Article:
Weeks 6,7 (June 28 – July 10)

We’re two weeks into the second half of GSoC 2016. The current goal is implementing resolution of singularities for algebraic curves via blow-ups. My mentors and I have discussed ways to implement blow-ups for curves in Sage, and settled on describing the blow-ups with collections of affine charts.

Progress in weeks 6, 7 has been to finish tickets #20811 and #20848, and to work on ticket #20895 which will implement functionality for computing ordinary models of plane curves. I also worked on #20930 which implements multiplicity for arbitrary affine/projective subschemes, and multiplicity/intersection multiplicity for subschemes of products of projective spaces. Helper functions in the corresponding point classes to access this functionality are being implemented as well.

Implementing the ordinary model functionality has proven to be somewhat tricky. Theoretically, there is a straightforward method for transforming a plane curve into one with only ordinary singularities that works in a finite number of steps. Before describing it, here’s some preliminaries:

We use the birational automorphism of \mathbb{P}^{2} known as the standard Cremona transformation, and will denote it as \phi. This is the map defined (x : y : z)\mapsto (yz : xz : xy) for (x : y : z)\in\mathbb{P}^{2}, and is undefined at the points (1 : 0 : 0), (0 : 1 : 0), (0 : 0 : 1) which we will call the fundamental points of \mathbb{P}^{2} for convenience. We also call the lines V(x), V(y), V(z) the exceptional lines of \mathbb{P}^{2}. Next consider the open subset U := \mathbb{P}^{2}\setminus V(xyz)\subseteq\mathbb{P}^{2}, the complement of the union of the exceptional lines. Note that \phi is defined everywhere in U, and that the exceptional lines are exactly the fibers of \phi above the fundamental points, so the image of \phi is contained in U. We then also see that, when restricted to U, \phi is its own inverse: for (x : y : z)\in U, \phi(\phi((x : y : z))) = \phi((yz : xz : xy)) = (xzxy : yzxy : yzxz) = (x : y : z), since x,y,z \neq 0. So \phi is an isomorphism of U to itself, and thus is indeed a birational automorphism of \mathbb{P}^{2}.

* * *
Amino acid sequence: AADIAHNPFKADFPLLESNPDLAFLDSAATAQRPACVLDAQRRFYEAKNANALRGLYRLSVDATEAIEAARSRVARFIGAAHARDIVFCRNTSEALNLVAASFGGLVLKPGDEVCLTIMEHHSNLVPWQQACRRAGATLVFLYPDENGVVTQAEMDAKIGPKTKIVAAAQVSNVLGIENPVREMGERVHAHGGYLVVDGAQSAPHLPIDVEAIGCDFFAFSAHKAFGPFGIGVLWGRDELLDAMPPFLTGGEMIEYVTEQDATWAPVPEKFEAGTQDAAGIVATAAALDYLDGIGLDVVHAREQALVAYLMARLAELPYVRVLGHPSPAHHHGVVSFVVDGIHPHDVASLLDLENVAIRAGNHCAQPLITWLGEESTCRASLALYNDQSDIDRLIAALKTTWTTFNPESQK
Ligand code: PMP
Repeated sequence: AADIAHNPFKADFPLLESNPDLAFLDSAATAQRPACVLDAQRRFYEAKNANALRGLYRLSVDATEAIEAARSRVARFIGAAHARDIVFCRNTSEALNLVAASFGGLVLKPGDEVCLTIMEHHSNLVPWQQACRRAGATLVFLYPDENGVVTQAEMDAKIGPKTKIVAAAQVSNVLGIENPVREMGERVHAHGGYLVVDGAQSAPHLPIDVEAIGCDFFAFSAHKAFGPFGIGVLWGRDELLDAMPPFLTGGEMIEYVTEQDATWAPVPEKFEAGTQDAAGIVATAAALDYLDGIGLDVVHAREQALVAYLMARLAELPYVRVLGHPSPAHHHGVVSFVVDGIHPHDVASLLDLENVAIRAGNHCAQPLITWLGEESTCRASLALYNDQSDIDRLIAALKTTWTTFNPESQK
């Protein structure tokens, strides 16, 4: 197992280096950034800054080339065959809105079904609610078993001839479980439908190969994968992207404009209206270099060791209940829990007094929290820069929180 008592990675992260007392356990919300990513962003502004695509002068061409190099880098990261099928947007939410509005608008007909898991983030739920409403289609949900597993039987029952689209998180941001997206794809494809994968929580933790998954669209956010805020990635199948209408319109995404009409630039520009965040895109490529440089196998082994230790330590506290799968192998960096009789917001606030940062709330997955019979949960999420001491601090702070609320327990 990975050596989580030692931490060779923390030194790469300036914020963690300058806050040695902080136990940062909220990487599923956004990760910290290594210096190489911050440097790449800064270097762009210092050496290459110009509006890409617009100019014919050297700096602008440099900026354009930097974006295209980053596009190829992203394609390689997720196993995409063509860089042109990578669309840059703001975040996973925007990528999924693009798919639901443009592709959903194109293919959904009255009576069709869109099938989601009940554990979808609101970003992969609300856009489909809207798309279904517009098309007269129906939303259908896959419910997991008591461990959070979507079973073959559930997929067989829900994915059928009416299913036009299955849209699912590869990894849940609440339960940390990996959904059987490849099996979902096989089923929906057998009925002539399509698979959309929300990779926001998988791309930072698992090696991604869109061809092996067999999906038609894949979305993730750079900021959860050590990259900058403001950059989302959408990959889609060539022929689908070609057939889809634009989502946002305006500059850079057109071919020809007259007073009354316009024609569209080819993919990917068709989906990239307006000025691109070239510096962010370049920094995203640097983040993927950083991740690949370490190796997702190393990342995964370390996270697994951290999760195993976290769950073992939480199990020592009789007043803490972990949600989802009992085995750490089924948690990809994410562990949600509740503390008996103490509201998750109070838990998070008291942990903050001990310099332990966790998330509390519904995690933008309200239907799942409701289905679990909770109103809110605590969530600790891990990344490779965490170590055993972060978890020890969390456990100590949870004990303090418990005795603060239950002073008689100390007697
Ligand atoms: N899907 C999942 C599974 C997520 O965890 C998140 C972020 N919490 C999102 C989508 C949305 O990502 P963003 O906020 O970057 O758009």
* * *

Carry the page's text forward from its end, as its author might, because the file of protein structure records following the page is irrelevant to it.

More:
Next, given a plane curve C := V(F)\subseteq \mathbb{P}^{2} for some homogeneous polynomial F\in k[x,y,z], k algebraically closed (our base field), a defining polynomial for the image of C by \phi is F(yz,xz,xy), which we can write as F(yz,xz,xy) = G(x,y,z)H(x,y,z) for a homogeneous H\in k[x,y,z] and G(x,y,z) = x^{r}y^{s}z^{t} for some r, s, t\in\mathbb{Z}_{\geq 0} such that no positive power of x,y or z divides H. We call C^{\prime} := V(H) the quadratic transformation of C.

We also define the apparent genus of a plane curve C := V(F) as g^{*}(C) = \frac{(d - 1)(d - 2)}{2} - \sum_{p\in\mathrm{Sing}(C)}\frac{m_{C}(p)(m_{C}(p) - 1)}{2}, where \mathrm{Sing} is the set of singular points of C, and m_{C}(p) is the multiplicity of p. Finally, if F has degree n, we say C is in excellent position if (0:0:1) is a point of multiplicity r > 1 of C, no exceptional line is tangent to C at a fundamental point, the exceptional lines V(x), V(y) intersect C each in n - r distinct points aside from (0 : 0 : 1), transversally, and the exceptional line V(z) intersects C transversally in n distinct, non-fundamental points.

The main result is that if (0 : 0 : 1) is a non-ordinary singularity of C, and if C is in excellent position, then its quadratic transformation C^{\prime} either has one less non-ordinary singularity, or has a smaller apparent genus. The apparent genus can be shown to always be a nonnegative integer, thus we have the following algorithm to resolve the non-ordinary singularities of a plane curve: